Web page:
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Stargazers: Tonight Is The Best View Of Jupiter In Years

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Stargazers: Tonight Is The Best View Of Jupiter In Years

Tuesday, March 8, 2016 the sun, Earth and Jupiter are lined up in a straight line with Earth in the middle, thus means that Jupiter and the sun will be on opposite sides of the sky, when sun sets in the west, Jupiter will rise in the east. The phenomena is called Jupiter opposition.

Opposition is the best time to see Jupiter, as its come at only 413 million miles (664 million kilometers) away from Earth. Its the closest approach to our planet — making it appear at its brightest and largest, a circumstance that only occurs every thirteen months (Well, 399 days to be exact.)

The gas giant is both at its closest point to the Earth as well as fully illuminated by the Sun from our point of view. These effects together will ensure that Jupiter is looking its best,

explains Dr Alan Duffy.

It will also be easily the brightest object in the night sky after Venus sets along with the Sun, so Jupiter should be easy to see rising on the opposite side of the sky from the setting Sun,

Jupiter Will rise in the east at sunset and it will be three times more luminous than Sirius, the brightest star in the night sky (See Top 5 Brightest Stars As Seen From Earth) and not setting until the sky brightens with the twilight hues of sunrise on March 9th.

Even at its closest approach to our planet, however, it can not be seen with the naked eye but a pair of binoculars would work.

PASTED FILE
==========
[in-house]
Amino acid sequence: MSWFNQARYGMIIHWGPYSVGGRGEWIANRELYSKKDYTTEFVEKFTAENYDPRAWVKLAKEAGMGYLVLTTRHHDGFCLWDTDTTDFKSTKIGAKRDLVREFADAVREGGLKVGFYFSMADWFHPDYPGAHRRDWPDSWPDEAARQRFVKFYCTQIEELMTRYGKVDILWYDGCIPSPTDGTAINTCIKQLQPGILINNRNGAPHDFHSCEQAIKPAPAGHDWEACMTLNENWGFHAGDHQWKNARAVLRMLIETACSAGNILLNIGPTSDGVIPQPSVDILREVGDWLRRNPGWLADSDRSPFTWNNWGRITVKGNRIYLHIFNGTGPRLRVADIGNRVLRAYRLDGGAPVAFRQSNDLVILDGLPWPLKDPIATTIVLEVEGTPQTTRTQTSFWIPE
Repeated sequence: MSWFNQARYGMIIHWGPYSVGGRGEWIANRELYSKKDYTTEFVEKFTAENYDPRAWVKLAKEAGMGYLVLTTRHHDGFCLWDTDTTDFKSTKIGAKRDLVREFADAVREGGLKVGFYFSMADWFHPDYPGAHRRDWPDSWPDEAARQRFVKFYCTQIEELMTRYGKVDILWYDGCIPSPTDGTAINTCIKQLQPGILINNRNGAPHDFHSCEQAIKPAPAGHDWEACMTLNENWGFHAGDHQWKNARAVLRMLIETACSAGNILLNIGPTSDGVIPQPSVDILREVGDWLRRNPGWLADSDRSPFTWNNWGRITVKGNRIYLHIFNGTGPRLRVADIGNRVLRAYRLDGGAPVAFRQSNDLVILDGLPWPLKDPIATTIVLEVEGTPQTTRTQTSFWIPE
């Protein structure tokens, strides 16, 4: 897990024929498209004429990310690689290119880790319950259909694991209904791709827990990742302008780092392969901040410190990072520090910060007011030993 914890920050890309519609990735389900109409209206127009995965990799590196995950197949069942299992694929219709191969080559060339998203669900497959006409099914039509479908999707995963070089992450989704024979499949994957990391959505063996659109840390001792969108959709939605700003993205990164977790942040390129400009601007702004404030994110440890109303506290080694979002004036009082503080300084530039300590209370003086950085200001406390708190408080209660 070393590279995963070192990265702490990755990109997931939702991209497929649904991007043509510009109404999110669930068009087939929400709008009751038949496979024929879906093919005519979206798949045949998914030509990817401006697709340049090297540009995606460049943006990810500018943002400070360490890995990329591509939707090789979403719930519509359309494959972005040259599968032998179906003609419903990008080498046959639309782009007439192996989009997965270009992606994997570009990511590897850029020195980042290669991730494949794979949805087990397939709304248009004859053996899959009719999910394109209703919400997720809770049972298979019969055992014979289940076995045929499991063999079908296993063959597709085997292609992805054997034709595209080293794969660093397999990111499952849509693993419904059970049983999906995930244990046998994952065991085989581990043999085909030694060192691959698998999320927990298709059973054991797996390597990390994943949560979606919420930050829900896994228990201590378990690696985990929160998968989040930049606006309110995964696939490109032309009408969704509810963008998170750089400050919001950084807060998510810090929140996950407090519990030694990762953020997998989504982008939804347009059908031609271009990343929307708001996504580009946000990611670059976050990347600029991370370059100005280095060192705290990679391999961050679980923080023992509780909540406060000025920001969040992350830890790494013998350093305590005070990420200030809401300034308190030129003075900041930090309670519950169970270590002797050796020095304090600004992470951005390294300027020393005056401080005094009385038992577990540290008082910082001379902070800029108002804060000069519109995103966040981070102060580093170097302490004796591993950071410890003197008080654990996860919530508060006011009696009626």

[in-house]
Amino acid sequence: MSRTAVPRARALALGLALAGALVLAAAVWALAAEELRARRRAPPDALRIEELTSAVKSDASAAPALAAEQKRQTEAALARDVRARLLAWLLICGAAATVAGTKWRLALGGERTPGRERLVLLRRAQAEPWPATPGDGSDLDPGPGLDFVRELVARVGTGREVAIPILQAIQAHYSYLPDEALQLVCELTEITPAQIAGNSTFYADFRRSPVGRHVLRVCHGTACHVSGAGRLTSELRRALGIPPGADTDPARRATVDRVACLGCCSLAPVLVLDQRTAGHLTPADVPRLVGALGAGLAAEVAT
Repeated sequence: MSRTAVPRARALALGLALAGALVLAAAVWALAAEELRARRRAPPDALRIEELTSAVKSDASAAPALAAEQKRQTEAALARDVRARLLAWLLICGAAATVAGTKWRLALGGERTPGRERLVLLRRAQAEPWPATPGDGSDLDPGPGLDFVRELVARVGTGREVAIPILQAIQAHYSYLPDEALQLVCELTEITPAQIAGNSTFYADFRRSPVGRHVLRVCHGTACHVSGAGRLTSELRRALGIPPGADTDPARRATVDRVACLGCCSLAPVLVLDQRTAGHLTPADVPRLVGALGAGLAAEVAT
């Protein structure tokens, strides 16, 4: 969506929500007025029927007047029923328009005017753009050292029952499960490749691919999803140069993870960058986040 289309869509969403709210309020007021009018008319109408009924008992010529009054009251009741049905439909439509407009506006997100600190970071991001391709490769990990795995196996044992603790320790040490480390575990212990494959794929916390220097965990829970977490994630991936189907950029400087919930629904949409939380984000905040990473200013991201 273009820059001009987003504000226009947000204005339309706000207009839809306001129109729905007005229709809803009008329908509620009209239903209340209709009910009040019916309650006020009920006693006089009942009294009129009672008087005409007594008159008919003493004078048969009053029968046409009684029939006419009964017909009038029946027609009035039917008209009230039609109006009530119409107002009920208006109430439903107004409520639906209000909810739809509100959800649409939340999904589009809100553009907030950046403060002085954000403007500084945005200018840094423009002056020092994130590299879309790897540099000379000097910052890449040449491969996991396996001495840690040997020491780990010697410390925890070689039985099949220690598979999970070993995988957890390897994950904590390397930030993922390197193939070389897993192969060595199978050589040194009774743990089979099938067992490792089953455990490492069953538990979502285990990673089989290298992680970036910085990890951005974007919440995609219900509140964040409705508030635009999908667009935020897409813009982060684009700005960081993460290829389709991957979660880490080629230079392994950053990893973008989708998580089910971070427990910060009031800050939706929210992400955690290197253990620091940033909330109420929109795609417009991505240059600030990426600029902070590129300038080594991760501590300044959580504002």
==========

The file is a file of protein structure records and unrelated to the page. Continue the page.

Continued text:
You don’t have to have a telescope to be able to see it and if its cloudy tonight it doesn’t matter because we should be able to see it and its moons for several weeks. From sunset to sunrise you’ll be able to see it and then gradually as it orbits, we’ll be able to see it for a shorter and shorter amount of time until it is no longer in opposition to the sun. It looks like the brightest star in the east, but it is just the planet. It is going to be in a really good position all month.

Mary Spicer explained.

  Jupiter is 300 times as massive as the earth and is made up mostly of hydrogen and helium. It has four moons, Io, Europa, Ganymede and Callisto. With a decent telescope you’ll be able to see the cloud of Jupiter’s thick atmosphere – including the ‘cyclone’ known as the Great Red Spot and even its four moon.

Spicer added:

Because it is made up mainly of gases you will be able to see it really clearly because the sun will reflect onto it. The planet does not have its own light source, so the reason why it looks like a bright star is because it is directly opposite the sun. At some point two of the moons should cross one another. So it will look like a really bright star in front of Jupiter.

Right now, NASA’s solar powered Juno spacecraft is zooming towards Jupiter. It will fly so close to Jupiter that the spacecraft should weave through a gap that exists between the radiation belt and Jupiter’s atmosphere. Researchers expect Juno to find something exotic deep inside the giant planet.



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